Decolonising Narratives: Part 2 The Crumbling Foundations Unpacking the narratives at the foundation of our broken systems

“Narratives are powerful. They can swing juries and elections. They can fill prisons. But they can also fill the streets.”

The Narrative Initiative

As we shared in our first blog of the series, we believe that our societies are built on narratives. These narratives—of our past, present and future—provide the scaffolding for our political systems, for our social structures, and for our own thinking. They shape how we understand and value our relationships, how we classify ‘us’ and ‘them’, how we treat others, our expectations for ourselves, our communities, our leaders.

“Narratives shape the way in which problems and priorities are identified; they limit the types of solutions that are viewed as acceptable and possible, and determine how certain types of people are categorized and treated.”

Brett Davidson

The old narratives have told us things would only get better; if we work hard, we’ll do well in life; and ‘we’ are better than ‘them’.

These narratives have failed us. Across the world we have seen a rise in authoritarian, nationalist and isolationist narratives, whilst our collective belief in our power to change things has fallen away.

And the roots of many of these contemporary narratives trace back through history. They have been taking shape and shaping change for many many years. Back in November, we held some space to start digging up the stories, beliefs and deeper narratives that colonialism has been sowing into our societies:

  • Binary thinking: humans are good or evil, what we do is right or wrong, ‘us’ vs ‘them’.
  • Humans are separate from the natural world.
  • Othering of specific groups of people: Queer and Trans vs Hetero and Cis; Black and Brown vs white; and foreigners, immigrants, Gypsies and Travellers vs settled populations;
  • Power and wealth disparities are natural, inequality is inevitable.
  • The status quo is beyond our control, change is impossible.
  • Individuals are responsible (tied to blame and shame of individuals and common people), rather than systems (gentrification, classism, white supremacy, colonialism) and institutions (corporate power, gov’t policy, etc).
  • There’s only so much to go around—aka ‘Zero sum thinking’.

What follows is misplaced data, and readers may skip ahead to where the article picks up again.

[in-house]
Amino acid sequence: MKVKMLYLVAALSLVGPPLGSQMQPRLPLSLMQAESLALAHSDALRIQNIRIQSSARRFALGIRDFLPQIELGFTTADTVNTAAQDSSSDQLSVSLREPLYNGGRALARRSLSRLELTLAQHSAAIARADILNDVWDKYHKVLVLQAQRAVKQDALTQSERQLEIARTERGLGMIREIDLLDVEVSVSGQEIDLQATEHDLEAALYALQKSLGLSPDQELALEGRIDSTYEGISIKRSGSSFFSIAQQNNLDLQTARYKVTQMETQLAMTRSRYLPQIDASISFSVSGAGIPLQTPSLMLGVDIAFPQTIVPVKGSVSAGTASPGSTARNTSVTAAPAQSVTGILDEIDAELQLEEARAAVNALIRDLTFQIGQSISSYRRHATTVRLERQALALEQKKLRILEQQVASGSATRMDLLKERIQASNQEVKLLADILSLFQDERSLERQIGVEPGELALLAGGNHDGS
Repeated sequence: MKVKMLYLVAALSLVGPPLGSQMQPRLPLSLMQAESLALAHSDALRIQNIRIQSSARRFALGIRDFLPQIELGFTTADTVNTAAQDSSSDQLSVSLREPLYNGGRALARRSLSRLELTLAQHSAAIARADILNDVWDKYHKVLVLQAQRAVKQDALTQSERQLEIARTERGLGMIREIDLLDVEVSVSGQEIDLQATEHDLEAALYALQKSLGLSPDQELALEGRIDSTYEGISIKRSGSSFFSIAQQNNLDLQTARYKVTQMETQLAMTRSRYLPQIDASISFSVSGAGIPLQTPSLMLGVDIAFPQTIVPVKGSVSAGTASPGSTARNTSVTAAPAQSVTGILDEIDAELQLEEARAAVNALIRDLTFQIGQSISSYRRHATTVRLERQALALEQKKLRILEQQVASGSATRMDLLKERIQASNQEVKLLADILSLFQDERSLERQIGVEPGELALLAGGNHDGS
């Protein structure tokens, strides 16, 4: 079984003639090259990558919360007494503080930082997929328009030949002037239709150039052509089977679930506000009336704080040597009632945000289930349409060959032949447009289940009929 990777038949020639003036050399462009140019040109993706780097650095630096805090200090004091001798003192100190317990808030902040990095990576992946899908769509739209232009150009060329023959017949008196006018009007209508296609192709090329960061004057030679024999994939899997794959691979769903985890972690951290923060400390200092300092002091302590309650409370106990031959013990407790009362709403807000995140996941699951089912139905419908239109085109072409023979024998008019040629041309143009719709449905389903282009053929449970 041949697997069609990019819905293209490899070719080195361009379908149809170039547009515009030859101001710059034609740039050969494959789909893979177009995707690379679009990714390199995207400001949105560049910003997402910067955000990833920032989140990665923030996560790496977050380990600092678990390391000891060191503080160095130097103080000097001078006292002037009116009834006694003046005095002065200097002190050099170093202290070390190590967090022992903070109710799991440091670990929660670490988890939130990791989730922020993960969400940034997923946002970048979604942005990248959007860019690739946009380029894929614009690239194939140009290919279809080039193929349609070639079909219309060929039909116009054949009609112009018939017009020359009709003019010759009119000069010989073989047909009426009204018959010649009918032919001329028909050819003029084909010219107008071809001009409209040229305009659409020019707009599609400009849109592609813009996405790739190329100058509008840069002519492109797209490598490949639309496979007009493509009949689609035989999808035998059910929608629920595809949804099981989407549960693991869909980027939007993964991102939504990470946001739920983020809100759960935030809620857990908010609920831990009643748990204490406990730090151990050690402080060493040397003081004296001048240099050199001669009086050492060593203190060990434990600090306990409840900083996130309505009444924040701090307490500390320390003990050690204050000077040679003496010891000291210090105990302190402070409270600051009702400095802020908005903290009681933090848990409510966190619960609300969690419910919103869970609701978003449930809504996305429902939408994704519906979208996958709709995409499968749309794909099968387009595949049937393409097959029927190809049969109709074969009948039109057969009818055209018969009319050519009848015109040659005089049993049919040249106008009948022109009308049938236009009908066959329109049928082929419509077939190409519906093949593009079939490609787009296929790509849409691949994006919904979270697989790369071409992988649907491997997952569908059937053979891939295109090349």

The colonial mindset—formed by these interconnected stories and beliefs, and more—laid the foundations of so many of the issues we’re struggling with today, across our social and environmental movements.

These deep narratives and beliefs threaten progress on a huge range of social and environmental issues. That we can deny rights to people based on their country of origin, sexuality, or gender identity, is only possible due to a set of beliefs, or stories, about one group being more deserving than another. That our governments can licence new fossil fuel extraction projects is only possible because of deeper narratives that tell us we don’t have the power to stop them, and that change isn’t possible at the scale and speed that we need.

We can be whatever we have the courage to see.

From ‘A Message From the Future’ – The Intercept, illustrated by Molly Crabapple

And yet we know that we’ve risen to great challenges in our past and won great change—toppling empires and dictators, winning workers rights and civil rights, protecting our ozone, winning equal marriage and ending apartheid, to name a few. We know that many cultures have lived in balance with nature and difference. We know that the strength of these toxic foundations are beginning to crumble, as people wake-up to the harms—historic and contemporary—dealt out under what bell hooks calls the imperialist white supremacist capitalist heteropatriarchy. And we know that there are many many many paths forward, as yet untrodden.

“We are all constantly placing tiles in the narrative mosaic, and without conscious effort, we’re likely to be recreating the same old familiar patterns.”

Elena Blackmore

So, we’re going to need new stories, to help bring new worlds into being.

Stories that offer up visions of the new worlds we are labouring for together. Stories that show change is possible. Stories of healing, liberation and joy. Stories of just transformation and ecological repair. Stories that help us to make big imaginative leaps into world-changing action. And stories of celebration, as we dismantle the master’s house, brick by brick.

Coming soon: The “HOW” matters…

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